The Humor and Life, in Particular Web site
author:  Margie Culbertson

February/March 2005 Humor Writing Contest Winner
Best Very Short Humor!

The Truth About Arthroscopic Knee Surgery


Rita Coleman

Frankly, if you look closely at the knee, you can see it was never meant for surgery. Even though it's a workhorse of a joint, there's not much meat on it. But if, after years of sports, falls, slips, and twists, You've done it in, your only hope is an arthroscopy.

The orthopedist assures you it's a minor affair. "You can walk out of the hospital," he says. "In three days, you'll be back to normal."

It is only after your anesthesia has worn off that you comprehend what has been done to your meatless, sensitive joint. Ever the brave one (after all you did not sustain knee injuries by passively looking on at life), you courageously hobble from the recovery room to your waiting car. You down pain pills in hopes of the instant recuperation you have been promised.

When miraculous healing does not occur in three days, you continue your hobble–hop, grabbing couch backs and towel racks as you go. When you sit, you aim your competent side at the intended chair. When you try to rise, you rock back and forth like an arthritic elder, gathering momentum to boost yourself upward.

Your household becomes an alien imitation of what you call home. The carpet is littered with dropped items–a pencil, a tissue, a magazine. All stay where they lay.

You attempt forays into the kitchen that become exercises in timing:  you must finish cooking before your knee develops its own throbbing heartbeat. If you're having a good day, the spaghetti, garlic bread, and salad will be finished at the same time. If not, you eat lettuce and forego the rest.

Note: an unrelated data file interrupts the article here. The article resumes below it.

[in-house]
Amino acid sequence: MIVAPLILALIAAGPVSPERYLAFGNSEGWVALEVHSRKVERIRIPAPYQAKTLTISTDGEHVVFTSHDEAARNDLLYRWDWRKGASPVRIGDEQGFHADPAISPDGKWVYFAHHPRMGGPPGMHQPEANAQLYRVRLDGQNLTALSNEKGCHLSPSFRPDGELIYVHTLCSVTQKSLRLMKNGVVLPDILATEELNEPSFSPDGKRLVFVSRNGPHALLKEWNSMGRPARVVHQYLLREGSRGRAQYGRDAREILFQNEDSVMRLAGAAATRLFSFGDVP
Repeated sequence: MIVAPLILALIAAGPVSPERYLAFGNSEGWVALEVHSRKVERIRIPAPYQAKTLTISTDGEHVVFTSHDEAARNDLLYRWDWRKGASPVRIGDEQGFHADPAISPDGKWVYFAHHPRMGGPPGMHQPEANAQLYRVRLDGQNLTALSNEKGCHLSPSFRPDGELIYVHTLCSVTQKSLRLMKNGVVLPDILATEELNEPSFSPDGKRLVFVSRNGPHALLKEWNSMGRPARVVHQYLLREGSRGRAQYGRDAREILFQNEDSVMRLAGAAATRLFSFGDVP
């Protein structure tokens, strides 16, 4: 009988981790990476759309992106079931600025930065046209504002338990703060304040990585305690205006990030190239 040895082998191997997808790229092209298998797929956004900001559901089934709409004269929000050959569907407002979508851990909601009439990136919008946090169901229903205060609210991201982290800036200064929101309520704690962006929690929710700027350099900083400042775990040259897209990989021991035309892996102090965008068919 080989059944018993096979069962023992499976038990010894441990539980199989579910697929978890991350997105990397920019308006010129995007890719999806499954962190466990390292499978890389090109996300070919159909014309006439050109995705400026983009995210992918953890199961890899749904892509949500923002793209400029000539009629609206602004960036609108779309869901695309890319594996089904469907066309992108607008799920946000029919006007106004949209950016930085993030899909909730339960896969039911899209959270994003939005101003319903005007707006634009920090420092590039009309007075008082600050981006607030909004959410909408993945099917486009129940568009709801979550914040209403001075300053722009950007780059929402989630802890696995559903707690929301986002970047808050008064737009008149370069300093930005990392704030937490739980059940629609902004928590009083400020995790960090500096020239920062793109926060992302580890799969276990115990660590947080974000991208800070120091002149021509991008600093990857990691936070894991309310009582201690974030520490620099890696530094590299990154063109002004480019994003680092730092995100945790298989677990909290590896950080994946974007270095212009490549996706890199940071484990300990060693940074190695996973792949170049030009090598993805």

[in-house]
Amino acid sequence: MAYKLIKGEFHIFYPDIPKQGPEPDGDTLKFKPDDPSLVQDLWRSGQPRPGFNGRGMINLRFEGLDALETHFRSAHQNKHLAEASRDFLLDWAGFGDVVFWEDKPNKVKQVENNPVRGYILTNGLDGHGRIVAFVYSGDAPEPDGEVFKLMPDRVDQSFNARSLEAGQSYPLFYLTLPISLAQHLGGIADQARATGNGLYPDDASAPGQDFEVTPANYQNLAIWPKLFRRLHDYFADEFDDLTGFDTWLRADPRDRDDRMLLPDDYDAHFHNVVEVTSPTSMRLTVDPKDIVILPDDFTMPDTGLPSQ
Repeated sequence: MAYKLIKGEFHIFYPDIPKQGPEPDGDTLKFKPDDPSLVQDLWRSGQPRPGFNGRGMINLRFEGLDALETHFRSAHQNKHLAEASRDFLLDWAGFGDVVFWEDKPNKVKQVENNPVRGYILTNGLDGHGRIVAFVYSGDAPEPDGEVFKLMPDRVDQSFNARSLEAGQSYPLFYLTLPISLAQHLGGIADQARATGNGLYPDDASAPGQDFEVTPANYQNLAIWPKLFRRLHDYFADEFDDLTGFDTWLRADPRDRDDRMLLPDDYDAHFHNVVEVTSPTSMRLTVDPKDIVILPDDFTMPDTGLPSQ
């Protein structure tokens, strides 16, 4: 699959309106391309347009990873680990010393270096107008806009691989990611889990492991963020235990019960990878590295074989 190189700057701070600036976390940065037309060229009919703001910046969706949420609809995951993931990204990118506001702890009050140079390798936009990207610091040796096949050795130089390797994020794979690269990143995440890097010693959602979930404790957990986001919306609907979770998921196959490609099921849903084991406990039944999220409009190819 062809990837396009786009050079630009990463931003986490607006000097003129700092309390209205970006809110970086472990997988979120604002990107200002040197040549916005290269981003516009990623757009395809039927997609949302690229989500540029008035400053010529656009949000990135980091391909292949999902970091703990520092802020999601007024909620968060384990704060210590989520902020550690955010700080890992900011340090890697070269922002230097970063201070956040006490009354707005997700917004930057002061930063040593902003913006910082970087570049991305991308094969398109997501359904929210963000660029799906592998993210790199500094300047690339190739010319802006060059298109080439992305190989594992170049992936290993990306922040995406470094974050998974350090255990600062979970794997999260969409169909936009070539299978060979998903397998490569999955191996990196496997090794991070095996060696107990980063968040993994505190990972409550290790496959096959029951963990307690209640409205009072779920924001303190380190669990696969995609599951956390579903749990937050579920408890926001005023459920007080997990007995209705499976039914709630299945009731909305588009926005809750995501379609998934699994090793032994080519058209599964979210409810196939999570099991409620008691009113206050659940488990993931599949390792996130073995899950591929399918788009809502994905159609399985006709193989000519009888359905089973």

As far as hygiene, your toilette is laughable. Trying to shower and make yourself presentable before your strength wanes is a futile exercise. By the time you blow–dry your hair half dry, the good leg will tire and, like a worn–out child, need to be put to bed.

The family dog questions your ability to nurture. You randomly pet his head as you hobble past and pat his back when he sits near. But, now that you no longer stoop to rub his belly, he feels rejected and becomes sullen.

Any attempt to snuggle close to a loved one is best left to the future. No amount of bending and twisting body parts will move you into close proximity. A quick peck on the cheek in passing is the best you can do.

Knee surgery is not for whiners. It takes a sense of humor to recuperate. Remember that you have one and you'll be good for the duration.

©2005, Rita Coleman

Rita lives in the country near Xenia, Ohio, with her physicist husband (What do physicists really do?) and two, alpha, tortoiseshell cats. (Both excel in hissing and swatting.) Rita is a poet/writer who loves long walks on the nearby bike path, her knee arthroscopy, a faint memory.

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